Previously, the NASEP blog posted a translation of Alexandre Kojève’s report on Alexandre Koyré’s dissertation defence. That translation has since been edited and refined by the members of our working group.
Kojève began his university career in Germany in 1920, studying first in Heidelberg and then in Berlin. It was in Berlin that he first met Alexandre Koyré, though not through philosophy. At the time, Kojève was dating Cecile Shoutak – who had recently divorced Koyré’s brother. To the surprise of both, the two became fast friends. Kojève returned to Heidelberg in 1924 to finish his dissertation, Die religiöse Philosophie Wladimir Solowjews, under the supervision of Karl Jaspers.
In 1926, Kojève moved to Paris and from 1927 to 1938 attended Koyré’s lectures at the École pratique des hautes études. His early years in Paris were formative, and through Koyré he met Emmanuel Levinas and was introduced to Martin Heidegger’s Being and Time. He also wrote a number of articles for Koyré’s Recherches philosophiques and Boris Jakovenko’s Der russische Gedanke.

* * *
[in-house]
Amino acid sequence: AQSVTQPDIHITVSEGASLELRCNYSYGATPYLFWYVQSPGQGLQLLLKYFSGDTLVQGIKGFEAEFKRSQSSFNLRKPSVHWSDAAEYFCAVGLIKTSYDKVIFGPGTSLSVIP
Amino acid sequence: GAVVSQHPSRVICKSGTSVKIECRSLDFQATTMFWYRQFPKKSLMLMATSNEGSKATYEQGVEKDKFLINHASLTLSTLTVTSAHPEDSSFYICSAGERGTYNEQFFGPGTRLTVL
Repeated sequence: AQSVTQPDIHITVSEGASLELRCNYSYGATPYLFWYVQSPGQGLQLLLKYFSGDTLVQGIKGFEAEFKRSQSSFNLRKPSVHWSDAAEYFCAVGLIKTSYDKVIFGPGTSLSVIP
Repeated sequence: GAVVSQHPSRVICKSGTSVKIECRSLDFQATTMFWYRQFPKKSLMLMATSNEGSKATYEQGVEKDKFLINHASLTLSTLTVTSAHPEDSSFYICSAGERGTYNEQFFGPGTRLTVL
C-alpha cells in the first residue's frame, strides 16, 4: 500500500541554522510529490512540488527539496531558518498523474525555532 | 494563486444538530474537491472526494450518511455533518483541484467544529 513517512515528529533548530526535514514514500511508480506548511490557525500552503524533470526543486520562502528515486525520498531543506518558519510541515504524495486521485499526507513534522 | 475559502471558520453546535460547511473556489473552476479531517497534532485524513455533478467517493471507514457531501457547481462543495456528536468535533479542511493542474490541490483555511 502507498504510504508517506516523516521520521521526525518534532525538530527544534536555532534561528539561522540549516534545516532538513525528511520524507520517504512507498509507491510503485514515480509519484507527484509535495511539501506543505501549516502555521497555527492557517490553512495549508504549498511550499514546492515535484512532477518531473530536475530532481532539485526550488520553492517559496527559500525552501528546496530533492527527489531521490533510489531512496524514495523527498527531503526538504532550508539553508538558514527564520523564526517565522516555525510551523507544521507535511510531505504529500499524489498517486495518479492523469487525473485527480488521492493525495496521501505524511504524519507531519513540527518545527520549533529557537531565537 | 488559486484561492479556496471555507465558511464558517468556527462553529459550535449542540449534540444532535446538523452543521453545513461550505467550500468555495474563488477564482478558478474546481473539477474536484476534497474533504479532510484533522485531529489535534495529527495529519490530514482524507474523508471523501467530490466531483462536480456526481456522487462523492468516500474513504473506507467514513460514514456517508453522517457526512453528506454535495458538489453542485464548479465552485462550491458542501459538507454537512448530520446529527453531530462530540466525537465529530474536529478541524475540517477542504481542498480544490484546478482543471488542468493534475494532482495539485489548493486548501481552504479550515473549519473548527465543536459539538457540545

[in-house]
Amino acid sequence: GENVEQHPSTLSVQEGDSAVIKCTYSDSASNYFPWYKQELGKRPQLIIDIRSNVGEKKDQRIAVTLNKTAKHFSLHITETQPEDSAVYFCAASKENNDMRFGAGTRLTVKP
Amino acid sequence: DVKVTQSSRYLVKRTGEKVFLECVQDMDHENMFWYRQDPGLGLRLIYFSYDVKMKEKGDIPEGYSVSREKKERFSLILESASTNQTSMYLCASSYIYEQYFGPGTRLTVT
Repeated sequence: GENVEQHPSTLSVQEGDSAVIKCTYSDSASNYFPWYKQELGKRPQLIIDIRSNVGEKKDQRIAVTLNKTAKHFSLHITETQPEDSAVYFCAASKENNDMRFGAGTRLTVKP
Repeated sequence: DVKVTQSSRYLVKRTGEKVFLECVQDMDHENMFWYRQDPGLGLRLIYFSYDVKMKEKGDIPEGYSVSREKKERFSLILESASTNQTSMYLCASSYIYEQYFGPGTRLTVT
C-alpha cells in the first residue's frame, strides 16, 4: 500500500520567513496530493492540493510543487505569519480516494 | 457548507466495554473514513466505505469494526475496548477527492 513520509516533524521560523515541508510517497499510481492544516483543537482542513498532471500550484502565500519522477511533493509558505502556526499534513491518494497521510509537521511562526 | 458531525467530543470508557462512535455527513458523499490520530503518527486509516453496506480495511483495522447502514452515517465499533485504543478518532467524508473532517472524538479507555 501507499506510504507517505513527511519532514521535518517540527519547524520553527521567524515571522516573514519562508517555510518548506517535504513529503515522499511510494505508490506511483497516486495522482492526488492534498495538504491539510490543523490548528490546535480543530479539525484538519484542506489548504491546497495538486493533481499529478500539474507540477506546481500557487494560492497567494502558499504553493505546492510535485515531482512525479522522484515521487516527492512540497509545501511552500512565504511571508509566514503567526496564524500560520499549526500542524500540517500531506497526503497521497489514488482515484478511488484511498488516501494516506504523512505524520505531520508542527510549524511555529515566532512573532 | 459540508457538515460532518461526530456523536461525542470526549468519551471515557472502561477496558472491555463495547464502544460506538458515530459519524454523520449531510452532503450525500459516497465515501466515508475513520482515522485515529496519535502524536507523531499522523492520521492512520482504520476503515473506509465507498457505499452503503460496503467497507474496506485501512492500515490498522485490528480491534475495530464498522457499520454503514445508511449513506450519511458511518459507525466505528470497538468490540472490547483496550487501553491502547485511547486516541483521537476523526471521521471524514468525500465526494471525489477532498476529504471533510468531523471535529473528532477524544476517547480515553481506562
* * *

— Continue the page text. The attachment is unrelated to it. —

Koyré had arrived in Paris in 1912, and after the First World War, resumed his studies at the Sorbonne while teaching as a temporary lecturer at the EPHE.
In completing his doctoral degree, Koyré produced two dissertations: La philosophie de Jacob Boehme, and La philosophie et le problème national en Russie au début du XIXe siècle.
The defence coincided with Husserl’s famous Paris Lectures. Koyré’s former Göttingen teacher attended the defence as a special guest.